Preparing Planks for the Transom

Ernestina-Morrisssey’s new transom is being fitted to the frames.

The topmost planking on the transom is cut to fit together above the water line.

Later the same day the last piece of the puzzle is fit and fastened. Tomorrow the first full plank will be attached.

The transom has an extreme curve and some of the planks must be steamed and bent to a form to set the needed curve of the planks.  Some members of the crew are in the workshed working on the plank for the next day.

This form will be used to bend the planks to fit the transom frame. Notice the steel I-beams that support the frame and will give a strong structure to fasten the clamps to.

The crew hurries the 3 inch thick oak plank to the form.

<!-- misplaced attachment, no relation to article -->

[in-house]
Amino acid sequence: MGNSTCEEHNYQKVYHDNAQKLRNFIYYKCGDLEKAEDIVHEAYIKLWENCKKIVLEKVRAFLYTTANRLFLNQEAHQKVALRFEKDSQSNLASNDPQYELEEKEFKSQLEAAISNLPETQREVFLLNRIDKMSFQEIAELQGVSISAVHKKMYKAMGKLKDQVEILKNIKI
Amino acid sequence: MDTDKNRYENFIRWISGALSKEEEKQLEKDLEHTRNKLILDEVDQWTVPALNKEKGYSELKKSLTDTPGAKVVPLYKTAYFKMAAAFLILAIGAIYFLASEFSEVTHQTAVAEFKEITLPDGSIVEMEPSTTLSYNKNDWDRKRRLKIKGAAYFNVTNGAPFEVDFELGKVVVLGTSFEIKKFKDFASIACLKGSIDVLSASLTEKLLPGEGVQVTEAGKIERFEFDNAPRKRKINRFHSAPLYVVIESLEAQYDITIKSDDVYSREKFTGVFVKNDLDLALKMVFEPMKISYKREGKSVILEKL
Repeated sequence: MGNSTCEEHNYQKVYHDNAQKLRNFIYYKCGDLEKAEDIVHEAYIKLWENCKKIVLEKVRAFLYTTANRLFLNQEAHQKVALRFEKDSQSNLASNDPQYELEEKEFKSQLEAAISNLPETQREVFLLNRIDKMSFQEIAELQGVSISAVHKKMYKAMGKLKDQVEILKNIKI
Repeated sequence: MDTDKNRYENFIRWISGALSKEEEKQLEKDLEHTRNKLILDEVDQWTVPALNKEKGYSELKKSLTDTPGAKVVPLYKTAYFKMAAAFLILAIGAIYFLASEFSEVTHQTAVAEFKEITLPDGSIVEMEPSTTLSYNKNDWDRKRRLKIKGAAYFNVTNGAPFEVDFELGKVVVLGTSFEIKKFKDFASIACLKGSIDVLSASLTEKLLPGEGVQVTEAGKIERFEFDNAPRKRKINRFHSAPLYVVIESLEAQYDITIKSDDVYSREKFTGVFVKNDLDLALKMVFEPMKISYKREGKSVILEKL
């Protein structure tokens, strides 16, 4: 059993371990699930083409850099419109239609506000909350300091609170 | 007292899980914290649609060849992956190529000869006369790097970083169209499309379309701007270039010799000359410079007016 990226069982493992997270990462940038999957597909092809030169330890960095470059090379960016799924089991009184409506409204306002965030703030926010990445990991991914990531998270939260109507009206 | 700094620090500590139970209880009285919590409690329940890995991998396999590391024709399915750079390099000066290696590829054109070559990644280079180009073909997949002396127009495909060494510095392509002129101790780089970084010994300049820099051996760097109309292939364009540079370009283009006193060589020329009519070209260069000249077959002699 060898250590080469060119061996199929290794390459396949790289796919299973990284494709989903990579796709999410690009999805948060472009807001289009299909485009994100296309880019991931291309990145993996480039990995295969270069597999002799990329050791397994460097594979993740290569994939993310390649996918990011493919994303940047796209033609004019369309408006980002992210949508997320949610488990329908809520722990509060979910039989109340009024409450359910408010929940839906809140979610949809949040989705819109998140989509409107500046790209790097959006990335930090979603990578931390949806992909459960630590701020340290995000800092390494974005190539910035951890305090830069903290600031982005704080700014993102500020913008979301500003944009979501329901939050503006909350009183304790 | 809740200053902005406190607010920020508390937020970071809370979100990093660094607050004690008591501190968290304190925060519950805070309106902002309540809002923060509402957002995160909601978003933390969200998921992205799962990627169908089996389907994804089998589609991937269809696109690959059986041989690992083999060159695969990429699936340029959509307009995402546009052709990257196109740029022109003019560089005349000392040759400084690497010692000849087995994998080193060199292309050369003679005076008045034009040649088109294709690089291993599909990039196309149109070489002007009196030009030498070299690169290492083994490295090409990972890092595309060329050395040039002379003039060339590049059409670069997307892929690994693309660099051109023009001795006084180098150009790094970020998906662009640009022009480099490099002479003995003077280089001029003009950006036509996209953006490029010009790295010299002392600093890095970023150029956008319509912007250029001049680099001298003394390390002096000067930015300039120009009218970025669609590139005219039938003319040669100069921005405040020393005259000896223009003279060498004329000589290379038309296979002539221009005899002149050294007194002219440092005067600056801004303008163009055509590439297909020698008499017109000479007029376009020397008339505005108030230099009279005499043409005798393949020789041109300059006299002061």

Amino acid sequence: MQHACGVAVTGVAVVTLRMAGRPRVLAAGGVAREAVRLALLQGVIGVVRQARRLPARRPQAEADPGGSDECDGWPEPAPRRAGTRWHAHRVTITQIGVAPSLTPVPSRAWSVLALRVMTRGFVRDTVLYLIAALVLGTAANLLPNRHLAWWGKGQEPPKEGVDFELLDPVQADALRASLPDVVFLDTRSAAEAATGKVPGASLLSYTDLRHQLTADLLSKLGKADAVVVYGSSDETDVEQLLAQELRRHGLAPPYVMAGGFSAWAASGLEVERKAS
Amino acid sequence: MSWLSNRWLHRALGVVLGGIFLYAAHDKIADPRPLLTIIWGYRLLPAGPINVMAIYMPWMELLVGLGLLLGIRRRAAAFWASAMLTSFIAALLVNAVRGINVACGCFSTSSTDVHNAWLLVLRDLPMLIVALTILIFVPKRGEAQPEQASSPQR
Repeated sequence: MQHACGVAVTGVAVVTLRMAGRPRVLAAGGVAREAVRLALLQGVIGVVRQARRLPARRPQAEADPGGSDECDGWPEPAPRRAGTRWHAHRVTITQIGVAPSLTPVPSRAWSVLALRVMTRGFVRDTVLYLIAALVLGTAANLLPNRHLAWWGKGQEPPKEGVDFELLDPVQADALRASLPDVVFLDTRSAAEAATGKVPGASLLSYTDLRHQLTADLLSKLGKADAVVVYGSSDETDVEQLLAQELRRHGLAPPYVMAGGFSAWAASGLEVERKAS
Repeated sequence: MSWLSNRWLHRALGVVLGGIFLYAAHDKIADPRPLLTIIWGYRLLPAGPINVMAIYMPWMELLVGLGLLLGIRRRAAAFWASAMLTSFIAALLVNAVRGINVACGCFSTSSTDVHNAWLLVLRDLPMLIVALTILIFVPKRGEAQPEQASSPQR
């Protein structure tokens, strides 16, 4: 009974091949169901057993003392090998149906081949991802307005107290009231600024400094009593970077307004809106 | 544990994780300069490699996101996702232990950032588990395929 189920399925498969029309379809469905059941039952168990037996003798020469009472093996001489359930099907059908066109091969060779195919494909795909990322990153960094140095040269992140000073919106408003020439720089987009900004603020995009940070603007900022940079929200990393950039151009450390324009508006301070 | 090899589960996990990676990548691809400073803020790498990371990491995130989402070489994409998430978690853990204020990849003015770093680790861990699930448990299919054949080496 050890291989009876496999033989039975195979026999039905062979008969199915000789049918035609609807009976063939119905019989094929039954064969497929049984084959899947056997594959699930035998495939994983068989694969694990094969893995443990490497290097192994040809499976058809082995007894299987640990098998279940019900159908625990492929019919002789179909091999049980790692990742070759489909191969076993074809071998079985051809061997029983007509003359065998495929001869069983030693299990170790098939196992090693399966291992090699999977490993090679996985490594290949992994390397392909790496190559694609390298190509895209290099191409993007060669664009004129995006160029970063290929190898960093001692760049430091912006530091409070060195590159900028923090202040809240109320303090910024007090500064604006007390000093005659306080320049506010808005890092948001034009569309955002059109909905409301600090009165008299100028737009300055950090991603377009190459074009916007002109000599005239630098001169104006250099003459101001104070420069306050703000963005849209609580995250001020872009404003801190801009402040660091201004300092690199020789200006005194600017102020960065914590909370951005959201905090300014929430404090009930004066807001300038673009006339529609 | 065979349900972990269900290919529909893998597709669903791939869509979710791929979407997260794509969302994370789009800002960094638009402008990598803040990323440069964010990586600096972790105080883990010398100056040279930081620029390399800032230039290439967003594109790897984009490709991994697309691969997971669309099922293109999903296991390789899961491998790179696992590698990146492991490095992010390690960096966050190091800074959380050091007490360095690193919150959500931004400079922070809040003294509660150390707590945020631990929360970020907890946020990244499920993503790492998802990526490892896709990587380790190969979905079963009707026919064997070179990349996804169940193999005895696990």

The process starts with a chain and a lenth of angle iron so the chain will not scar the edges of the plank. This will hold the end of the plank to the form.

Manpower starts forcing the plank to the form as Alessandro Lopes film the action for the Sails over Ice and Seas documentary.

A hydraulic jack is used to force the plank to the curve of the form as clamps are added to hold it down.

The jack tightens the chain that is looped from the U-channel on the jack to the I-beam.

More clamps are added as the plank gets closer to the form.

At last the clamps get a final tightening and the plank is fit to the form where it will stay overnight until the crew is ready to fasten it to the transom.

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